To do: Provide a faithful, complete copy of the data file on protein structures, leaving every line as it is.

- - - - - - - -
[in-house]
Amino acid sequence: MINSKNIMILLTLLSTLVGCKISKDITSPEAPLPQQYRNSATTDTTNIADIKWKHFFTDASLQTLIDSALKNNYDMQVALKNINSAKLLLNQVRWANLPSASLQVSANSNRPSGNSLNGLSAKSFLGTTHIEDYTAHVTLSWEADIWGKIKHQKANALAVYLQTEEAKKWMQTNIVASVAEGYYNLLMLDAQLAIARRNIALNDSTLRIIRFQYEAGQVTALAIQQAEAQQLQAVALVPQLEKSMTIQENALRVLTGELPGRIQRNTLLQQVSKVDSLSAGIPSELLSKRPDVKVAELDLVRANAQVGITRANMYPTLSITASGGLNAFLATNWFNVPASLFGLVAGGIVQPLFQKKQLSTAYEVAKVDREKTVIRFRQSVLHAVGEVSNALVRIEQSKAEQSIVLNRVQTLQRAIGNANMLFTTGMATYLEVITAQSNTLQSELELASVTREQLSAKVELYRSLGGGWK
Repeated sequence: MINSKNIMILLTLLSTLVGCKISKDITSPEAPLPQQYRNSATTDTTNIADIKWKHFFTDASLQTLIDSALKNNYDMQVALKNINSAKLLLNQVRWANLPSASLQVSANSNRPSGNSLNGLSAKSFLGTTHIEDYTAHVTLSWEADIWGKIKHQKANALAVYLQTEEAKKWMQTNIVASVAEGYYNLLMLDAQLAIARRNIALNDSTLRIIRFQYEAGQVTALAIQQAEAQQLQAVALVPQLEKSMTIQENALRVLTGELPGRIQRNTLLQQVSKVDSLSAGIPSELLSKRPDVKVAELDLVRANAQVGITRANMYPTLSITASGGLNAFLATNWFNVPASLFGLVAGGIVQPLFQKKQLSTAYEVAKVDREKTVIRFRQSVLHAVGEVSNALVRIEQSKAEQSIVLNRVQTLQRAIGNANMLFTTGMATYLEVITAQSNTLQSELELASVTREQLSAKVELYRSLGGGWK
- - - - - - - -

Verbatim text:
[in-house]
Amino acid sequence: MINSKNIMILLTLLSTLVGCKISKDITSPEAPLPQQYRNSATTDTTNIADIKWKHFFTDASLQTLIDSALKNNYDMQVALKNINSAKLLLNQVRWANLPSASLQVSANSNRPSGNSLNGLSAKSFLGTTHIEDYTAHVTLSWEADIWGKIKHQKANALAVYLQTEEAKKWMQTNIVASVAEGYYNLLMLDAQLAIARRNIALNDSTLRIIRFQYEAGQVTALAIQQAEAQQLQAVALVPQLEKSMTIQENALRVLTGELPGRIQRNTLLQQVSKVDSLSAGIPSELLSKRPDVKVAELDLVRANAQVGITRANMYPTLSITASGGLNAFLATNWFNVPASLFGLVAGGIVQPLFQKKQLSTAYEVAKVDREKTVIRFRQSVLHAVGEVSNALVRIEQSKAEQSIVLNRVQTLQRAIGNANMLFTTGMATYLEVITAQSNTLQSELELASVTREQLSAKVELYRSLGGGWK
Repeated sequence: MINSKNIMILLTLLSTLVGCKISKDITSPEAPLPQQYRNSATTDTTNIADIKWKHFFTDASLQTLIDSALKNNYDMQVALKNINSAKLLLNQVRWANLPSASLQVSANSNRPSGNSLNGLSAKSFLGTTHIEDYTAHVTLSWEADIWGKIKHQKANALAVYLQTEEAKKWMQTNIVASVAEGYYNLLMLDAQLAIARRNIALNDSTLRIIRFQYEAGQVTALAIQQAEAQQLQAVALVPQLEKSMTIQENALRVLTGELPGRIQRNTLLQQVSKVDSLSAGIPSELLSKRPDVKVAELDLVRANAQVGITRANMYPTLSITASGGLNAFLATNWFNVPASLFGLVAGGIVQPLFQKKQLSTAYEVAKVDREKTVIRFRQSVLHAVGEVSNALVRIEQSKAEQSIVLNRVQTLQRAIGNANMLFTTGMATYLEVITAQSNTLQSELELASVTREQLSAKVELYRSLGGGWK